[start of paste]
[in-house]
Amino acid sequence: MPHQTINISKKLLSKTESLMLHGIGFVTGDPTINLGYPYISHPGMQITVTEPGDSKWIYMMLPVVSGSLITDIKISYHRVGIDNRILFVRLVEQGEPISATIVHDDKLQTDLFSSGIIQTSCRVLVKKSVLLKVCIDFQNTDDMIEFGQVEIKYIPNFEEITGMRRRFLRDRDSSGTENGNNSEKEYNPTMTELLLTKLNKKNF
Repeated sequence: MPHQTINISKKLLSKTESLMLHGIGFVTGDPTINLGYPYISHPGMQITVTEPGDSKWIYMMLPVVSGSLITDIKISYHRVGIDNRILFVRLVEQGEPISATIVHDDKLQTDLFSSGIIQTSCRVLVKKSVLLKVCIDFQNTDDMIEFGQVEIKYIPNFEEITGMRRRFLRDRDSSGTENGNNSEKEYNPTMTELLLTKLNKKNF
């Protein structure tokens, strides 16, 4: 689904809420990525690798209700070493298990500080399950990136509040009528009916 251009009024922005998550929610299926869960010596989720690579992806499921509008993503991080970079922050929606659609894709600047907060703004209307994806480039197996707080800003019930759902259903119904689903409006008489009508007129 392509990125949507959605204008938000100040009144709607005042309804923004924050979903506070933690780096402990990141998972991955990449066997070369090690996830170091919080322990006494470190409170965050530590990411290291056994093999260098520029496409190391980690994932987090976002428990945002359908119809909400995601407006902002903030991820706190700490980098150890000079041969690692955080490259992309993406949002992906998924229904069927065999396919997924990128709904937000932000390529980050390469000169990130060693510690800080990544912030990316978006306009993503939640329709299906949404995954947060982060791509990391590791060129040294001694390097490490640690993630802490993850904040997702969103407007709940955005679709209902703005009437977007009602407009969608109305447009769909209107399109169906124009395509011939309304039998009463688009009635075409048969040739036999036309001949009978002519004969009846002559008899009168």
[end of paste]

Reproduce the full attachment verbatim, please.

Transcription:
[in-house]
Amino acid sequence: MPHQTINISKKLLSKTESLMLHGIGFVTGDPTINLGYPYISHPGMQITVTEPGDSKWIYMMLPVVSGSLITDIKISYHRVGIDNRILFVRLVEQGEPISATIVHDDKLQTDLFSSGIIQTSCRVLVKKSVLLKVCIDFQNTDDMIEFGQVEIKYIPNFEEITGMRRRFLRDRDSSGTENGNNSEKEYNPTMTELLLTKLNKKNF
Repeated sequence: MPHQTINISKKLLSKTESLMLHGIGFVTGDPTINLGYPYISHPGMQITVTEPGDSKWIYMMLPVVSGSLITDIKISYHRVGIDNRILFVRLVEQGEPISATIVHDDKLQTDLFSSGIIQTSCRVLVKKSVLLKVCIDFQNTDDMIEFGQVEIKYIPNFEEITGMRRRFLRDRDSSGTENGNNSEKEYNPTMTELLLTKLNKKNF
């Protein structure tokens, strides 16, 4: 689904809420990525690798209700070493298990500080399950990136509040009528009916 251009009024922005998550929610299926869960010596989720690579992806499921509008993503991080970079922050929606659609894709600047907060703004209307994806480039197996707080800003019930759902259903119904689903409006008489009508007129 392509990125949507959605204008938000100040009144709607005042309804923004924050979903506070933690780096402990990141998972991955990449066997070369090690996830170091919080322990006494470190409170965050530590990411290291056994093999260098520029496409190391980690994932987090976002428990945002359908119809909400995601407006902002903030991820706190700490980098150890000079041969690692955080490259992309993406949002992906998924229904069927065999396919997924990128709904937000932000390529980050390469000169990130060693510690800080990544912030990316978006306009993503939640329709299906949404995954947060982060791509990391590791060129040294001694390097490490640690993630802490993850904040997702969103407007709940955005679709209902703005009437977007009602407009969608109305447009769909209107399109169906124009395509011939309304039998009463688009009635075409048969040739036999036309001949009978002519004969009846002559008899009168």